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By Nothing really matters on 19-04-15
Original and refreshingly different story!
The story is one of the most refreshingly original and unique ones I can remember having read in recent years. [*Mild spoiler alert*] It tells is the tale of an alien policeman that, in pursuing a criminal of his kind, winds up inhabiting the body of a boy on earth. He carries on the pursuit of the criminal while occupying this host. The setting is earth (Hawaii, or some other Pacific island perhaps), not outer space. The time is the recent past, not some distant future. The main characters are a normal boy and two parasites locked in a death struggle.
The story really works. I loved it. My son heard some of it, and decided he absolutely had to hear it too. Once he got a copy, he started listening immediately.
And the narrator was excellent.
Interestingly this book was, I was shocked to discover at the end of the book, originally published in 1949! You’d never have guessed. While reading it, and based on the style of the cover art, I assumed it was published in the 1970s, plus or minus a decade. Timelessness? Check!
I highly recommend this unique story to lovers of sci fi and perhaps lovers of biology-inspired sci fi more particularly.
PS: I found myself thinking it was likely this novel was the inspiration for the episode of Futurama in which, after eating a truck-stop egg salad sandwich, Fry’s body is infested with worms that heal his wounds and keep improving his mind and health ... until he kicks them out.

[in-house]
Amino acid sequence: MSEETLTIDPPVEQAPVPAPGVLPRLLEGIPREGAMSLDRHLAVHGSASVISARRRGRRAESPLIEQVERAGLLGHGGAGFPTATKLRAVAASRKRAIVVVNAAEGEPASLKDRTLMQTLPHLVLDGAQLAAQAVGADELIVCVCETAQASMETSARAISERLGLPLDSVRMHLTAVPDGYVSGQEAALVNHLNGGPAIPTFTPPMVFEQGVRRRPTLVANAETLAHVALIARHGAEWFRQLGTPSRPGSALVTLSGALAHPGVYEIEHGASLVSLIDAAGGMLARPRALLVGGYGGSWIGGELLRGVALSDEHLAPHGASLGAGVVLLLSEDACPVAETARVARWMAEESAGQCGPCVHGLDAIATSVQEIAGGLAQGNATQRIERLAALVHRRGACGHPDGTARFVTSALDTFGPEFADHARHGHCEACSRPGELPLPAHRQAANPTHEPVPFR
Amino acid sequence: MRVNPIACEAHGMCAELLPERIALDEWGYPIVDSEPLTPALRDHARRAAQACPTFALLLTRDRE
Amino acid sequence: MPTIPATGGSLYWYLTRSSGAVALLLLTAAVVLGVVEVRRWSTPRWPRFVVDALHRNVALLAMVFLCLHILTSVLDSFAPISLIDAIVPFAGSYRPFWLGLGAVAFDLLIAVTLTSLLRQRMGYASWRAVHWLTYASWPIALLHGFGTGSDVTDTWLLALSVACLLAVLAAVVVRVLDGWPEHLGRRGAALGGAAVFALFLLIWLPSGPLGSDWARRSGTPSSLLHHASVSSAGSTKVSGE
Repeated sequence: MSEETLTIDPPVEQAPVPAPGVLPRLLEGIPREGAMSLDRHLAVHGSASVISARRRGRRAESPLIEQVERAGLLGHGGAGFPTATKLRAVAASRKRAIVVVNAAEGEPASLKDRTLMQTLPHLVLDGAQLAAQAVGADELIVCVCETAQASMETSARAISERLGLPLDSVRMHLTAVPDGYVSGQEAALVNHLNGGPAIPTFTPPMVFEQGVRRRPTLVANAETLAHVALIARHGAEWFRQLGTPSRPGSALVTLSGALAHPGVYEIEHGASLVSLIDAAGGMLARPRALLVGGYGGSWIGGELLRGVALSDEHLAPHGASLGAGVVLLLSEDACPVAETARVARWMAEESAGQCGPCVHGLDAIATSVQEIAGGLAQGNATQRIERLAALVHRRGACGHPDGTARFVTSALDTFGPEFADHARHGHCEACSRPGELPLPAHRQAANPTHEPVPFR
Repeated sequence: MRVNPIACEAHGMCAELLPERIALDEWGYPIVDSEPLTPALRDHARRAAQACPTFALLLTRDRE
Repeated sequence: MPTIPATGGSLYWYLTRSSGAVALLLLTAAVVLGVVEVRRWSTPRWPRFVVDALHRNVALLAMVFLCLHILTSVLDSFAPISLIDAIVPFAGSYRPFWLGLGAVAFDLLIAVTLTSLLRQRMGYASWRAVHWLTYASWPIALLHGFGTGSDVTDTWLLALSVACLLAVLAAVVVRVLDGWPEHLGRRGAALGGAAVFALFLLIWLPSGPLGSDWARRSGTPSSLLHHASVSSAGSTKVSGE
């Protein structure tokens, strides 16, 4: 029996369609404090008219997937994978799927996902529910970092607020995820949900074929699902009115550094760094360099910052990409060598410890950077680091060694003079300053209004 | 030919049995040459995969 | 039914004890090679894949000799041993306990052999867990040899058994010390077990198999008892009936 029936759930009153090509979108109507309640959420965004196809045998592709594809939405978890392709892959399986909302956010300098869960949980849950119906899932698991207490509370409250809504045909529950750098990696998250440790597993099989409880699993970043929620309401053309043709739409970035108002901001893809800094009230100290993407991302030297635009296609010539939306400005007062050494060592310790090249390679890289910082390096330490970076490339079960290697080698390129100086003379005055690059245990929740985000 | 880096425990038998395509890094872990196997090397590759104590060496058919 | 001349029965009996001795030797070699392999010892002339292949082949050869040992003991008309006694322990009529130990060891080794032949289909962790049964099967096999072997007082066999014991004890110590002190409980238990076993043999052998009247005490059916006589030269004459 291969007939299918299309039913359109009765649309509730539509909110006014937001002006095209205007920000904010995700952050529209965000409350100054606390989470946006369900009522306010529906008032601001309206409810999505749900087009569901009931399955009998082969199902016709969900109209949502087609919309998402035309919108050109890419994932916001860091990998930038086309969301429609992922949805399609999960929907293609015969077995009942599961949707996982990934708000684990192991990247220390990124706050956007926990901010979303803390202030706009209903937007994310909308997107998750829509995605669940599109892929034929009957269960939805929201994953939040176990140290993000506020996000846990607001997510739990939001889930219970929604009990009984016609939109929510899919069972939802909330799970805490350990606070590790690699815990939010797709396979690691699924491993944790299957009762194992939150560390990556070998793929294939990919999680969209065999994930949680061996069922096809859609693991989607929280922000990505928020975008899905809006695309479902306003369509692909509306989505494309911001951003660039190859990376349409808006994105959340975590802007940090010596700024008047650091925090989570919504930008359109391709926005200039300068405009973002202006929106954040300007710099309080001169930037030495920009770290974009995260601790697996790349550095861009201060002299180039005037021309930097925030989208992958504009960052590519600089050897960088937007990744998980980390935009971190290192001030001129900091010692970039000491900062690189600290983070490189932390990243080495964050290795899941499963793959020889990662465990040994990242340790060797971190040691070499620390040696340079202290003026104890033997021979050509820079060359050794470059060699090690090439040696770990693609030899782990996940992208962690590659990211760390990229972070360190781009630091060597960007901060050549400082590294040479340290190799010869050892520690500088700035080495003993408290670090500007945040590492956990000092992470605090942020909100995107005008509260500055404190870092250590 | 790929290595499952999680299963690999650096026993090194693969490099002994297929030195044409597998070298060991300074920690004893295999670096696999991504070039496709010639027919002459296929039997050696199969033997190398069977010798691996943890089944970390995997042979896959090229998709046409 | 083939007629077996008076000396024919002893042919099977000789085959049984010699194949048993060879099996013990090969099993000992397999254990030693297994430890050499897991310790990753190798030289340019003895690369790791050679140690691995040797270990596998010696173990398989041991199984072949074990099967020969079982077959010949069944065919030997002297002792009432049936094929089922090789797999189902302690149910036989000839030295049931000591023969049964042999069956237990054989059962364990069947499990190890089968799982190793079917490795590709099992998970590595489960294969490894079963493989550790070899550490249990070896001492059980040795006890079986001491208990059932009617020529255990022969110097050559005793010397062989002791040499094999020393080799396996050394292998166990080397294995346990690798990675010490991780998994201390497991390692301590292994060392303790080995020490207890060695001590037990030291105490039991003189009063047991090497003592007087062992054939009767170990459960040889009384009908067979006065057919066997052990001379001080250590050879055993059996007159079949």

4 of 4 people found this review helpful
By Kelly Howard on 28-12-13
Interesting book that's aged well
I was quite surprised when I heard, at the end of the book, that the copyright date was 1950. I certainly noticed that some modern tech was lacking --cell phones, for one-- but the book didn't really seem too terribly dated beyond that.
Other than that, I found it a pretty good listen. Though not exactly an 'edge of your seat' page turner, it was nonetheless quite interesting. The characters were well fleshed out & the developing relationship between Bob & the Detective was well portrayed, with Bob being neither too terrified nor too easily accepting of his unexpected internal partner, The Detective was an interesting character as well, also complex enough to seem a real character --despite being considerably advanced in physics & as a symbiote, he (it?) nevertheless makes some mistakes with Bob, thus escaping the "omniscient alien" type that too often appears in SF.
I did get tired of the somewhat pompous tone that appears at times, most notably the various characters who refer to assorted antagonistic entities as "our friend the [whatever]". If the doctor had used the phrase "our friend the plasmodium" one more time I'd have had to do something dire to somebody.
The reader did a solid if unspectacular job.
3 of 3 people found this review helpful